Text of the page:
Overtime pay applies to any time worked by a non-exempt employee over 8 hours per workday and over 40 hours per workweek. In accordance with California overtime laws, overtime pay is calculated as 1.5 times your regular hourly rate.
On January 1, 2020, the minimum wage in Los Angeles County increased to $13 per hour for employers with 26 or more employees and $12 per hour for employees with 25 or fewer employees. The minimum wage will be adjusted on a yearly basis through 2023.
Work that is “off the clock” is any work performed for an employer that is not compensated at either the regular or overtime rate. “Off-the-clock” work varies by employer and even industry. Essentially, all job-related activities that benefit the employer should be part of the employee’s paid time.
An employee who is terminated or laid off must be paid all of his or her earned and unpaid wages, including unused vacation or other paid time off, at the time of termination.
Commissions are earnings based on a percentage of the price of goods or services an employee sells. A written commission agreement determines when the commissions are considered earned. Once the commissions are earned, California’s regular payday laws apply. This means you must be paid at least twice a month, including any commissions that you’ve earned.
Labor Code section 203 specifies employer penalties for not following the law regarding payments. Section 203 assesses a monetary penalty equal to one day of wages, at the employee’s standard hourly rate, for each day the employer is late, up to a maximum of thirty days. In other words, if your employer is 30 days late with your paycheck, they employer must pay a penalty of 30 days times your daily wage.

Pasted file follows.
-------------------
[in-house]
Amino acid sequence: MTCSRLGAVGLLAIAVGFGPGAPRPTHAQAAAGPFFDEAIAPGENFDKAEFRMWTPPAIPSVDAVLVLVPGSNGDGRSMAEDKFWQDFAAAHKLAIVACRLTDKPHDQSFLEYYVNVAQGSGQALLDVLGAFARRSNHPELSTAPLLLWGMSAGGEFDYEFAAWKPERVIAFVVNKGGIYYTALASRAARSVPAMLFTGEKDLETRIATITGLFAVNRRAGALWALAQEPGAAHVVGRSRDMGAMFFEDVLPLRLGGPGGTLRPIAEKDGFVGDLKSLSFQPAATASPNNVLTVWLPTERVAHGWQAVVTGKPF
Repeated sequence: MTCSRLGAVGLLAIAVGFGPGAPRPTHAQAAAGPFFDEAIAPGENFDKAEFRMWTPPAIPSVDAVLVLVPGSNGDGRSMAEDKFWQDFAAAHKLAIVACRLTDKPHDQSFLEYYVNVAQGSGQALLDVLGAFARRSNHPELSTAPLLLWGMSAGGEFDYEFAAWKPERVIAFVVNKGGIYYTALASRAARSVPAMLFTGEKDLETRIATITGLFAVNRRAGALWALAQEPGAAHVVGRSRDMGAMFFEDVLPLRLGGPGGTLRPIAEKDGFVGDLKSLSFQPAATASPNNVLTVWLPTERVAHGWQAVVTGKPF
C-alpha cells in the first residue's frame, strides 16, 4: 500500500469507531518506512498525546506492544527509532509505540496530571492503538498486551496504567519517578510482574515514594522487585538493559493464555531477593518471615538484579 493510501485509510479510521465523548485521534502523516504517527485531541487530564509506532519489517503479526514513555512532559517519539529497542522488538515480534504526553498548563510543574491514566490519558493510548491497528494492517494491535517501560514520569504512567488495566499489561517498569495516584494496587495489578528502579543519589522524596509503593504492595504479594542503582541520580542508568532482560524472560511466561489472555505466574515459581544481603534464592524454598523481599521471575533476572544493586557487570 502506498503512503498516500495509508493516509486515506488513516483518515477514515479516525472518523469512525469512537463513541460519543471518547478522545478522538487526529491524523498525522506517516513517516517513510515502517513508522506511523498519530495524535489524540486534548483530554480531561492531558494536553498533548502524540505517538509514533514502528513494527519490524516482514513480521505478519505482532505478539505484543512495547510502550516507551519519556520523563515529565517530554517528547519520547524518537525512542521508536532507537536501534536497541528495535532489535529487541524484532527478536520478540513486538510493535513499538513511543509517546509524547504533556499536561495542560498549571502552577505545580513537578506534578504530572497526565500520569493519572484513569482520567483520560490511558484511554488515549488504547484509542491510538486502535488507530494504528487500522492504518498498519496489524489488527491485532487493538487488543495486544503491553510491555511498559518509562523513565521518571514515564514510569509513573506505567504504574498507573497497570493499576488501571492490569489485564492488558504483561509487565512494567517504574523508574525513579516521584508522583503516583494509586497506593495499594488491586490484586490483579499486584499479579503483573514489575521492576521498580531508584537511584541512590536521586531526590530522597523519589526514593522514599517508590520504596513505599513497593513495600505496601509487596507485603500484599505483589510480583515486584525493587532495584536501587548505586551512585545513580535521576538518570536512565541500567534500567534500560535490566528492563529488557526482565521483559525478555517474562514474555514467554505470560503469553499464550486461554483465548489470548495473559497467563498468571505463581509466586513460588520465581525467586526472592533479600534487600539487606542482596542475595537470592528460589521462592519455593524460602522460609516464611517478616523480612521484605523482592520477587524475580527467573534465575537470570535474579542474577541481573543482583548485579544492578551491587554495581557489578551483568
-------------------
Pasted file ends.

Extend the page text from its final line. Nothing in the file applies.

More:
Items which are essential to the job, such as work equipment, should be paid for by the employer. Your employer may also owe you payment for travel time and mileage as required by your job duties.
Employee rights under California wage and hour law protects workers from unlawful deductions employers may use to minimize the compensation owed to you. You may see unlawful deductions show up on your check stub, such as maintenance, tools or for broken equipment, which you do not legally have to pay.
A bonus dispute often arises in the aftermath of a termination or layoff. In these cases, employers will sometimes fail to pay out bonus compensation owed to the employee. If you have met the requirements for a bonus, then you should receive it. The failure of your company to deliver is wrong and in many cases illegal.
The rules for determining the status of exempt and nonexempt employees are complex. Generally speaking, to be exempt, the employee must exercise independent judgment when performing job duties and be paid at least two times the minimum wage for full-time employment. There are other tests as well. Only through careful investigation and analysis by an experienced exemption lawyer can your status be determined. If you receive a salary or have the title “manager,” you are not necessarily an exempt employee. In reality, you may actually be a nonexempt employee and entitled to overtime pay.
Employers may attempt to classify workers as independent contractors because it is less expensive to the employer. Employers do not have to provide independent contractors with health care benefits or cover them under California workers compensation, disability, unemployment or Social Security insurance. Employers sometimes improperly classify their employees as “managers” or as “independent contractors,” to prevent those employees from receiving meal and rest breaks or overtime. An employee who is improperly classified as an independent contractor, but treated like an employee, may be entitled to compensation.
Employees are also entitled to uninterrupted meals and rest breaks during their workday.